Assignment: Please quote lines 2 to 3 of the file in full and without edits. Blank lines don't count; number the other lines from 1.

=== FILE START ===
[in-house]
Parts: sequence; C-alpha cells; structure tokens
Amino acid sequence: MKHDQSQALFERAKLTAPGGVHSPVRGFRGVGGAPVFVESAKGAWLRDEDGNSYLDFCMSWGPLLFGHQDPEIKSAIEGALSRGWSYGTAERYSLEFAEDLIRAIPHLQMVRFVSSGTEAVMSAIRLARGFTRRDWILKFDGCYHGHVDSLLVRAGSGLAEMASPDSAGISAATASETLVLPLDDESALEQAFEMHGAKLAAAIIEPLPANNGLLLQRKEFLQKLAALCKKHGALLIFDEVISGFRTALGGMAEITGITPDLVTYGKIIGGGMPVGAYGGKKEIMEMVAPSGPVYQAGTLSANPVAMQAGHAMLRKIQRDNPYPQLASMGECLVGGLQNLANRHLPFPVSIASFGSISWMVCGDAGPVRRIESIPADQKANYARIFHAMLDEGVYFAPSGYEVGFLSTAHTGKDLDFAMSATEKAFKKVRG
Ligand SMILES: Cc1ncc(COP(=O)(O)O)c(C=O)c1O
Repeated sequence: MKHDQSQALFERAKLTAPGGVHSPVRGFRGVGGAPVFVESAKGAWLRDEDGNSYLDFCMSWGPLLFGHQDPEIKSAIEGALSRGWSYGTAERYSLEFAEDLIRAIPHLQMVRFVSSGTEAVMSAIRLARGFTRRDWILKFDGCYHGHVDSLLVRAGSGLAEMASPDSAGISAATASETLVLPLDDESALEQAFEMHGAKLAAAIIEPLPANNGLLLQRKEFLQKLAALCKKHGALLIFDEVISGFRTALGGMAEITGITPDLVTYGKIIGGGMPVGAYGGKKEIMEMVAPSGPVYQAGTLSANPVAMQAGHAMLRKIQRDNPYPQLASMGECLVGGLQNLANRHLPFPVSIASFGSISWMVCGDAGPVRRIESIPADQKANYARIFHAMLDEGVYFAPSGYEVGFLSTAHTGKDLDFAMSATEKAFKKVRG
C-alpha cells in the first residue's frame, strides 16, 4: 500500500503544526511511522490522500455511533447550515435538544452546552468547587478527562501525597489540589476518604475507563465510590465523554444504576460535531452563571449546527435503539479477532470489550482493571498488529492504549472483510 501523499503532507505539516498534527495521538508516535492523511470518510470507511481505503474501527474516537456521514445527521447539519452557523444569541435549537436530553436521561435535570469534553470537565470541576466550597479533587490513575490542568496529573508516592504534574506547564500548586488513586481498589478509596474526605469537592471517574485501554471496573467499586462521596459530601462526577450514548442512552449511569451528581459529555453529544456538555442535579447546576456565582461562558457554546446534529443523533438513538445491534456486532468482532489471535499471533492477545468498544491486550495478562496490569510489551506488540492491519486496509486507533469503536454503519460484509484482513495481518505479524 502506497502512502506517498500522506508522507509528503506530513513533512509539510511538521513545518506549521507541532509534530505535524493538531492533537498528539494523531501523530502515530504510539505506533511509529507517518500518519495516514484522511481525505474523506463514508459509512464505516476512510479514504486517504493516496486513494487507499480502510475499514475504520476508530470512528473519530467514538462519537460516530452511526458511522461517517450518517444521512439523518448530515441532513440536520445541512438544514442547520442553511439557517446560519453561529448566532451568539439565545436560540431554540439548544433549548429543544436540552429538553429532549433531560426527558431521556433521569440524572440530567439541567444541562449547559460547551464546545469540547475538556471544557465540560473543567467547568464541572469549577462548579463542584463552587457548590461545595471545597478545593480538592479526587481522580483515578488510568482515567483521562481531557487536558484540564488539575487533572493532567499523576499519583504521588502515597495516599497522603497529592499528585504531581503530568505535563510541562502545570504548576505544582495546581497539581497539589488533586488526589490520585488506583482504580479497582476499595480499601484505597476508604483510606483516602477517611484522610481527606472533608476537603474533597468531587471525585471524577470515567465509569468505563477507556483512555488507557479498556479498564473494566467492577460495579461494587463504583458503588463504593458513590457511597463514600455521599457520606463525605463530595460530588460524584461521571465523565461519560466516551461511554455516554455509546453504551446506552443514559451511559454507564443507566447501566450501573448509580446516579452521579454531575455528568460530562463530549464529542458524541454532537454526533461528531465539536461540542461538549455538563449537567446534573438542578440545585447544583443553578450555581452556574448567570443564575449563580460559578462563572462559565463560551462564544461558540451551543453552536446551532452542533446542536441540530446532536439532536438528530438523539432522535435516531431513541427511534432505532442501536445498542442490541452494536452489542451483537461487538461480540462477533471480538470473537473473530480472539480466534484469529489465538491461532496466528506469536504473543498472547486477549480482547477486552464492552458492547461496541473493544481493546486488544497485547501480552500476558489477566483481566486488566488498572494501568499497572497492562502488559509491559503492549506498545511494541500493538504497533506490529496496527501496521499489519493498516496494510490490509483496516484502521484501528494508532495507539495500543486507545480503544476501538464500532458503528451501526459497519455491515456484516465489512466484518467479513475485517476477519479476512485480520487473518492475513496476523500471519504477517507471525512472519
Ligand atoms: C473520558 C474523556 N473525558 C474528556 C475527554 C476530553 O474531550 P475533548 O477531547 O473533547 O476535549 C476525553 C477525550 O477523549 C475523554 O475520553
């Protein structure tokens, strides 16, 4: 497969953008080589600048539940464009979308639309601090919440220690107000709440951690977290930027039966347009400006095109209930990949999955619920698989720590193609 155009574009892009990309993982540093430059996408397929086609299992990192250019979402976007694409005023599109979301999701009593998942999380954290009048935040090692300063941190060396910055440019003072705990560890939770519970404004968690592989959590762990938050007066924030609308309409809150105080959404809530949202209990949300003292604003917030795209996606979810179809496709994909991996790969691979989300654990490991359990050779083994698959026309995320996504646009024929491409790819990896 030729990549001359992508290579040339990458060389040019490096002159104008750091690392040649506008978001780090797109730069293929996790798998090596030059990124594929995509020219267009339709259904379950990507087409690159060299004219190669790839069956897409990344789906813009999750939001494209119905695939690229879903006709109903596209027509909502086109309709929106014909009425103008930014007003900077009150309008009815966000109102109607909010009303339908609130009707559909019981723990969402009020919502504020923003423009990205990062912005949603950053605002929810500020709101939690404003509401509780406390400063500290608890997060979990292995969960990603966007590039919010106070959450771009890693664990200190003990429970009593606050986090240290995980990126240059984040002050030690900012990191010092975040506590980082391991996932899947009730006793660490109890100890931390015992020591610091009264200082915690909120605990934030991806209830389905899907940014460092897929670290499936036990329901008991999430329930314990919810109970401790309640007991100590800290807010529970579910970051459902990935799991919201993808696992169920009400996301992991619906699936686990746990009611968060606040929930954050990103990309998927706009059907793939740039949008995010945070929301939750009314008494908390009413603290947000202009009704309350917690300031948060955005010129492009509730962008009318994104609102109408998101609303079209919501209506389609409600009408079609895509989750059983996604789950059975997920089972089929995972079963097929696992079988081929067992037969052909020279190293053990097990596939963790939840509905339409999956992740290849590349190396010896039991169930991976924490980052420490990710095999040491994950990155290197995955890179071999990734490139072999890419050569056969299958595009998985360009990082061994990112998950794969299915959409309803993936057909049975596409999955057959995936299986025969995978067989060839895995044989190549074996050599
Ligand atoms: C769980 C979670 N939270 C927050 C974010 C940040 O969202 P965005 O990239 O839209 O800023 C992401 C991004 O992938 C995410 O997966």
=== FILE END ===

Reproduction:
Parts: sequence; C-alpha cells; structure tokens
Amino acid sequence: MKHDQSQALFERAKLTAPGGVHSPVRGFRGVGGAPVFVESAKGAWLRDEDGNSYLDFCMSWGPLLFGHQDPEIKSAIEGALSRGWSYGTAERYSLEFAEDLIRAIPHLQMVRFVSSGTEAVMSAIRLARGFTRRDWILKFDGCYHGHVDSLLVRAGSGLAEMASPDSAGISAATASETLVLPLDDESALEQAFEMHGAKLAAAIIEPLPANNGLLLQRKEFLQKLAALCKKHGALLIFDEVISGFRTALGGMAEITGITPDLVTYGKIIGGGMPVGAYGGKKEIMEMVAPSGPVYQAGTLSANPVAMQAGHAMLRKIQRDNPYPQLASMGECLVGGLQNLANRHLPFPVSIASFGSISWMVCGDAGPVRRIESIPADQKANYARIFHAMLDEGVYFAPSGYEVGFLSTAHTGKDLDFAMSATEKAFKKVRG